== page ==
The Epic of Pabuji ki par in Performance
In the spectacular performance tradition of Pabuji ki par, duos known as bhopas and bhopis, members of an indigenous musician caste of Rajasthan, sing the epic of Pabuji to nomadic communities in honour of their patron deity, a fourteenth-century hero, at venues across the Thar desert. Standing in front of a resplendent painted scroll called a phad, the husband bhopa strums his fiddle-like ravanhatta, providing lead rhythm and melody while his wife, the bhopi, veiled and normally silent, dominates the performance with her high-pitched, emotionally charged vocal power. The bhopas' livelihoods are now under threat. Their main patrons, nomadic herders, still believe in Pabuji's divine ability to cure animals and bring rain to Thar desert dwellers, but pasture and water sources have been encroached upon and their survival is in jeopardy. This study comprises two distinct parts. The first explores the aesthetic, religious and historical roots to this pictorial narrative tradition, how the phad functions as a sacred temple to its devotees for healing rituals and considers how the performance of Pabuji's epic had become a vehicle for social critique by the disempowered. The significant role of the bhopi in articulating the woman's voice, the reincarnation and incorporation of famous revered characters from the Ramayana in the epic of Pabuji and its socio-cultural transformations post Indian independence are considered in the wider context of Indian epics. The second part provides summaries of four live performances of the epic, illustrating its stylistic and textual diversity.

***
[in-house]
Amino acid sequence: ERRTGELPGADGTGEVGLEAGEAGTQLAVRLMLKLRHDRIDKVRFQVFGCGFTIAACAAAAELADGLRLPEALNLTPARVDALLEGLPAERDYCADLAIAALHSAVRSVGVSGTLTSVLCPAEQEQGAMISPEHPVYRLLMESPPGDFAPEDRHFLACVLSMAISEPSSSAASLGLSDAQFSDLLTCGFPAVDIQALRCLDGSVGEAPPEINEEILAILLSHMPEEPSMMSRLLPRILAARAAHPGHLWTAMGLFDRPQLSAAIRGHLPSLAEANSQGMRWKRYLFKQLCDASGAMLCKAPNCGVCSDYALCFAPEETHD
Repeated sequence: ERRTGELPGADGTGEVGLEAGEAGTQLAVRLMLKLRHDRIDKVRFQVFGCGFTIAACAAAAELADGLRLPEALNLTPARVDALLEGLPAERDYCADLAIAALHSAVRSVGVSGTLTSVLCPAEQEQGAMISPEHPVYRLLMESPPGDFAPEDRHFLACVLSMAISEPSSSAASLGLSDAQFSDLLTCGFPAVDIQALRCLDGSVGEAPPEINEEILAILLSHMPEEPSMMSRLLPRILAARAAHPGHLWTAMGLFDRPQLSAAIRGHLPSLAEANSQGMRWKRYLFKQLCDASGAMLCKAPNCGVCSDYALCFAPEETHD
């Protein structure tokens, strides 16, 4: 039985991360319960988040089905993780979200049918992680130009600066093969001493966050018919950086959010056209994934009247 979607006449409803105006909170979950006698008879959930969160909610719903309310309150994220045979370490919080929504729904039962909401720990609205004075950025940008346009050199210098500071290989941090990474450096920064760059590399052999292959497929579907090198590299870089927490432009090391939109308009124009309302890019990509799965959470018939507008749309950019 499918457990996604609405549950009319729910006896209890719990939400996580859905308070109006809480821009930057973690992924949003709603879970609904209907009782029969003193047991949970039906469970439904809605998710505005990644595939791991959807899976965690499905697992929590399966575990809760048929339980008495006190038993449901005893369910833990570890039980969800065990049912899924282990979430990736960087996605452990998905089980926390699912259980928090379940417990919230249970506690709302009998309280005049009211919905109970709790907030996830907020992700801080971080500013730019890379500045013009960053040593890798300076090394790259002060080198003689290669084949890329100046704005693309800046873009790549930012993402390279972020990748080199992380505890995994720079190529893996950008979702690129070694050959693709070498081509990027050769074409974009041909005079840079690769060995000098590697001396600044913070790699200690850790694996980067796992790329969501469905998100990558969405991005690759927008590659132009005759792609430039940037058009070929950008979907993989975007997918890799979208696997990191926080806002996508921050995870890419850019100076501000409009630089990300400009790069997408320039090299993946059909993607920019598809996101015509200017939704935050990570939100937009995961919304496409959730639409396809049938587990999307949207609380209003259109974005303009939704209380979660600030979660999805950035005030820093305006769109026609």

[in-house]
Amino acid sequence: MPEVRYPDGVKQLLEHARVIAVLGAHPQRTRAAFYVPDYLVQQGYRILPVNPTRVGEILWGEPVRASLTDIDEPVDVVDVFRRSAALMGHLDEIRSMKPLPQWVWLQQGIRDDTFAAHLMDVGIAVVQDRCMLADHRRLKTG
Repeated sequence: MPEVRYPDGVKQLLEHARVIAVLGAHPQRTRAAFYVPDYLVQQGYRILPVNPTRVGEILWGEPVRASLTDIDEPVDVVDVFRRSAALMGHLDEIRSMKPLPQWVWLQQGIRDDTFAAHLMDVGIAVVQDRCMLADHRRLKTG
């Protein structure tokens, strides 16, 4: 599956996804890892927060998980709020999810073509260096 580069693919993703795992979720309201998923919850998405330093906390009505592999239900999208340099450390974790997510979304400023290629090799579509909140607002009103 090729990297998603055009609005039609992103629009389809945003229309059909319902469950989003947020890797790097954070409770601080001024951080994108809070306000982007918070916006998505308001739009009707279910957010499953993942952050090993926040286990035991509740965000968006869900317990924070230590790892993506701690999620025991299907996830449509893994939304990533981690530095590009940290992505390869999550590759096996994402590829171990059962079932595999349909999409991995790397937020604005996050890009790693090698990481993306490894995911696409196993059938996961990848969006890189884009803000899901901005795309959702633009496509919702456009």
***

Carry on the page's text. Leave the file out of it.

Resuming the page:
Dr Wickett is an independent scholar and filmmaker specialising in the study of oral traditions, folk epics and belief systems in Upper Egypt from the perspective of the ethnography of speaking, poetics and gender. A fervent advocate of the importance of visual documentation for the analysis of oral text, Dr Wickett has produced several 'anthro docs', including For Those Who Sail to Heaven, a film that examines cultural legacy, beliefs and tradition at the festival of Luxor's patron saint, also accompanied by a monograph, published by the American Research Centre in Egypt. Dr Wickett's doctoral research at the University of Pennsylvania on funerary lamentation is published by IB Tauris with the title For the Living and the Dead: The Funerary Laments of Upper Egypt, Ancient and Modern (2010), and future projects include a new compendium of Luxor legends and oral epics that will examine the enduring influence of ancient motifs on Egyptian folk memory.